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november 1, 1889

Last night was Halloween, a relic of pagan times, when spirits were supposed to indulge in special nocturnal wanderings. It occurs on the eve of All Saints’ Day (Nov. 1), the day which commemorates the conversion of the Pantheon in Rome, more than a thousand years ago, into a Christian temple. In modern times, Halloween is an occasion annually appropriated by mischievous boys and men for the removal of signs, gates, and other portable things, and for the perpetration of other pranks which wouldn’t be tolerated any other time.

It is expected that the new schoolhouse, or a part of it, at least, will be occupied by the school next Monday.

The courthouse will be kept open all next Tuesday night and well warmed, so that those wishing to hear the election returns can make headquarters there.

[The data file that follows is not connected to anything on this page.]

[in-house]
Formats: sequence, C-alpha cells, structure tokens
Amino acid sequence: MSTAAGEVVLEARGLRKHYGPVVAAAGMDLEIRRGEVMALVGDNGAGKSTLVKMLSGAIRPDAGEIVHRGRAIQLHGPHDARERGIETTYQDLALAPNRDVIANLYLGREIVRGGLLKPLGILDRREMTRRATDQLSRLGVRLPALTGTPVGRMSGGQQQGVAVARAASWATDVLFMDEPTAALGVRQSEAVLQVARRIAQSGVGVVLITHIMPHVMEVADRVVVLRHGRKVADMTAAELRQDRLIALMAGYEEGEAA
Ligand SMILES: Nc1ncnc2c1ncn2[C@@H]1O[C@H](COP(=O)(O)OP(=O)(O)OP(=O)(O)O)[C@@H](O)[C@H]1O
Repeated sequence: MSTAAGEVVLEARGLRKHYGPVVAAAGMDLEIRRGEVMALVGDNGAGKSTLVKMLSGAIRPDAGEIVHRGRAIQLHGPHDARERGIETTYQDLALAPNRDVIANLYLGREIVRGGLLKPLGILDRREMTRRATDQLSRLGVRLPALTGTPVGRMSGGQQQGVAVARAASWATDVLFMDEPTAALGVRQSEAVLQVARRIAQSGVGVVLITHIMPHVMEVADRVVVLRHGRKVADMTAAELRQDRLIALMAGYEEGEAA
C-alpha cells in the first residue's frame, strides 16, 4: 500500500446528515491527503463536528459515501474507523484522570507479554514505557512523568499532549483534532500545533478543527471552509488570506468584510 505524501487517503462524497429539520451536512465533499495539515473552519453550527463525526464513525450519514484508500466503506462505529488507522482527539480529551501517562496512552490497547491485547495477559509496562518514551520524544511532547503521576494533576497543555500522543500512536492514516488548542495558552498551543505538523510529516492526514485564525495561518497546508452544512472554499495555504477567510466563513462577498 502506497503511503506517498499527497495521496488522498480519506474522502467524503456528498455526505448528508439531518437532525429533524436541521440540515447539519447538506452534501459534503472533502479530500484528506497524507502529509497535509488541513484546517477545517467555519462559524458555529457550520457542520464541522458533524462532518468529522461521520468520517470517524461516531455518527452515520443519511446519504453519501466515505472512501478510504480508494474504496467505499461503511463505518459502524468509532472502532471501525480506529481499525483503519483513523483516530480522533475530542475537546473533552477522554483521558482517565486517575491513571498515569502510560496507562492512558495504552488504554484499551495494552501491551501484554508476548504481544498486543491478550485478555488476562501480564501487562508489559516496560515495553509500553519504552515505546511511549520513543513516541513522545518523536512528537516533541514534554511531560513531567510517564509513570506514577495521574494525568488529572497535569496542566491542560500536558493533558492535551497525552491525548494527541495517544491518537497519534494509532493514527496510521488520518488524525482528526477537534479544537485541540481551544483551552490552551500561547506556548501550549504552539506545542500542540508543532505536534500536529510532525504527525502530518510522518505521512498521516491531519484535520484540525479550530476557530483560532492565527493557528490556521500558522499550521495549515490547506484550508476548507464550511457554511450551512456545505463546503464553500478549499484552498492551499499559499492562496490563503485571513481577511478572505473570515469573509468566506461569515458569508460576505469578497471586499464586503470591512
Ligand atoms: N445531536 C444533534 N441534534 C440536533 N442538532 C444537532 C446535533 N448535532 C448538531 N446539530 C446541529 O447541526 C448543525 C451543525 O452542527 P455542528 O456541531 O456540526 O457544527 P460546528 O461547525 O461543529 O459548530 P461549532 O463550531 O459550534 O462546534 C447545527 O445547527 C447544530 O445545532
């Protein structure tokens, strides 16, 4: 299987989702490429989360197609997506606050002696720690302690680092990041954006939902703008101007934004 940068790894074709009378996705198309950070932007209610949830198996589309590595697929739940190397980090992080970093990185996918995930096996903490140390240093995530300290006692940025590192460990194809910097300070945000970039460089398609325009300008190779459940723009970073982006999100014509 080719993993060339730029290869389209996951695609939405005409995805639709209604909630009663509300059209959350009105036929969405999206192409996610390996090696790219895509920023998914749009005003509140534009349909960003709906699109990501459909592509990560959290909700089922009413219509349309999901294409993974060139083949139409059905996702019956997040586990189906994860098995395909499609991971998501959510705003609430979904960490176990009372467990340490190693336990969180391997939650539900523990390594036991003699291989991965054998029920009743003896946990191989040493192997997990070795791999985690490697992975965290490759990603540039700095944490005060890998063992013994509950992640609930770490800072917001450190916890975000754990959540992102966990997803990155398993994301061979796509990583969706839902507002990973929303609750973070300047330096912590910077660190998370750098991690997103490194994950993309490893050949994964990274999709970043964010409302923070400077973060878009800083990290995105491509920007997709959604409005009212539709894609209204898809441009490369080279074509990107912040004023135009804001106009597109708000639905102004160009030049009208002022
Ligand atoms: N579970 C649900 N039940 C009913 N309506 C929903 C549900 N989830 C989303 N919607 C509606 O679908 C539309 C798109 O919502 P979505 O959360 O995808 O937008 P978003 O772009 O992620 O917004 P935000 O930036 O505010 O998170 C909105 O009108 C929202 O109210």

The rain and thunder storm Tuesday evening nearly spoiled the oyster supper at Mr. Dudley’s as to number—(number of people, we mean, not number of oysters) but those who braved the storm had a good time, and lots of oysters.

Messrs. Knapp & Scott have removed their grocery to the stone building opposite Wheeler Bros. store where they hope to be followed by all the old customers of the house, and found by lots of new ones.

Our farmer friend, John Garrison, brought us five Irish potatoes Tuesday which weighed seven pounds and a half. One of them weighed two pounds and was eight inches long and eleven inches in circumference.

Last modified Oct. 30, 2014

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